The New Zealand parliament has voted to end the export of livestock by sea, a decision that will come into effect on April 30, 2023.

The country’s minister for agriculture Damien O’Connor said that the move will “protect New Zealand’s reputation for world-leading animal welfare standards”.

“The Animal Welfare Amendment Bill future-proofs our economic security amid increasing consumer scrutiny across the board on production practices,” O’Connor added.

The country’s government stated a review of the livestock export trade in 2019 in response to concerns that the trade could be a risk to its reputation.

“The objective of that review was to provide New Zealanders [with] an opportunity to reflect on how we can improve the welfare of livestock being exported,” the agriculture minister said.

He added: “Our primary sector exports hit a record $53 billion last year, delivering us economic security. That result is built on our hard-earned reputation and this is something we want to protect.”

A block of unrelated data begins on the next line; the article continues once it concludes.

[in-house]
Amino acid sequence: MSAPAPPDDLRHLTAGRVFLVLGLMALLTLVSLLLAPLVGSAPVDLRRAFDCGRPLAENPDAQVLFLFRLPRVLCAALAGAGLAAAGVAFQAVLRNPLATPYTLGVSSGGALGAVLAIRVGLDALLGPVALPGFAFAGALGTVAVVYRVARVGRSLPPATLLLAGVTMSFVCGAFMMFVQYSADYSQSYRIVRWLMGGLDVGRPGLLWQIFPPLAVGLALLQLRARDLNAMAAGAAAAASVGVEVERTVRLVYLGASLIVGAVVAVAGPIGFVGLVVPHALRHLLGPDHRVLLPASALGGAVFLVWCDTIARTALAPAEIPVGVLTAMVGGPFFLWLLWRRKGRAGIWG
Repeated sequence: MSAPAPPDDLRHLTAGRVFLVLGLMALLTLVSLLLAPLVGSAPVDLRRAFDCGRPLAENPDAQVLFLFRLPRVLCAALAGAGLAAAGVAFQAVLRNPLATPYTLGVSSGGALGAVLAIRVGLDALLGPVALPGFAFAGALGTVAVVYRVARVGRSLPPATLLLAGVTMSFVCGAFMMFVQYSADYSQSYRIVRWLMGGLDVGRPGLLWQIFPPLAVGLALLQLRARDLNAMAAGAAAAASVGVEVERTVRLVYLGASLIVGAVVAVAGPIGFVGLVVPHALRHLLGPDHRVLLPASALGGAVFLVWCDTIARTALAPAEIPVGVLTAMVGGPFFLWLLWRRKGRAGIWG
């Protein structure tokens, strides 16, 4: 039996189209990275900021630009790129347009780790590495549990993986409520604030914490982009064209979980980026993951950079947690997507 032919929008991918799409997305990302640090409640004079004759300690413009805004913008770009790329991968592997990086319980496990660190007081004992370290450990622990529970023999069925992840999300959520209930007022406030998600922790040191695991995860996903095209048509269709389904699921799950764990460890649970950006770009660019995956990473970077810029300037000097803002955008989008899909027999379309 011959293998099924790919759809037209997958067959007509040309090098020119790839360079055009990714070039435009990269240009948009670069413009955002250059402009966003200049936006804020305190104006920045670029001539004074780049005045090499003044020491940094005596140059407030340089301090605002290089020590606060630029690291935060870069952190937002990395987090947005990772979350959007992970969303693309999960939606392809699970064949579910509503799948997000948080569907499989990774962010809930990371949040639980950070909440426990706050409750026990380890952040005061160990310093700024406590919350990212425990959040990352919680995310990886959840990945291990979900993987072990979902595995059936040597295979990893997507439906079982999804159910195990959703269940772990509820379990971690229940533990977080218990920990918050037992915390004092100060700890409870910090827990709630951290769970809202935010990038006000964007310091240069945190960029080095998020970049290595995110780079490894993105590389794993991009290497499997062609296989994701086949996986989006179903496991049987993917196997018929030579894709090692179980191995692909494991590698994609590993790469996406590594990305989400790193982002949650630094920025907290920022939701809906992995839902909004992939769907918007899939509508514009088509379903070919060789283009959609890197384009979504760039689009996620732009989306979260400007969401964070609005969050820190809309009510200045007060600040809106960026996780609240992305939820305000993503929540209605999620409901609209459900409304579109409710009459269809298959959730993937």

He highlighted that New Zealand’s distance from other countries meant animals exported from there are at sea for extended periods of time, adding:

“Those involved in the trade have made improvements over recent years, but despite any regulatory measures we could put in place, the voyage times and the journey through the tropics to the northern hemisphere markets will always impose challenges.”

The minister said that impact on the country’s exports generally will be small, with live exports by sea representing 0.6% of all primary sector exports.

However, O’Connor acknowledged that there will be those negatively impacted by the ban.

He highlighted that New Zealand’s “commitment to these high standards has already shown its value” where animal welfare discussions have been brought up in free trade agreement negotiations with the UK and the EU.

“[The ban] protects the reputation of not just our farmers now, but farmers of the future who want to commit to livestock farming [can be] assured that we are the best managers of animal welfare and producers of ethical animal protein,” O’Connor said.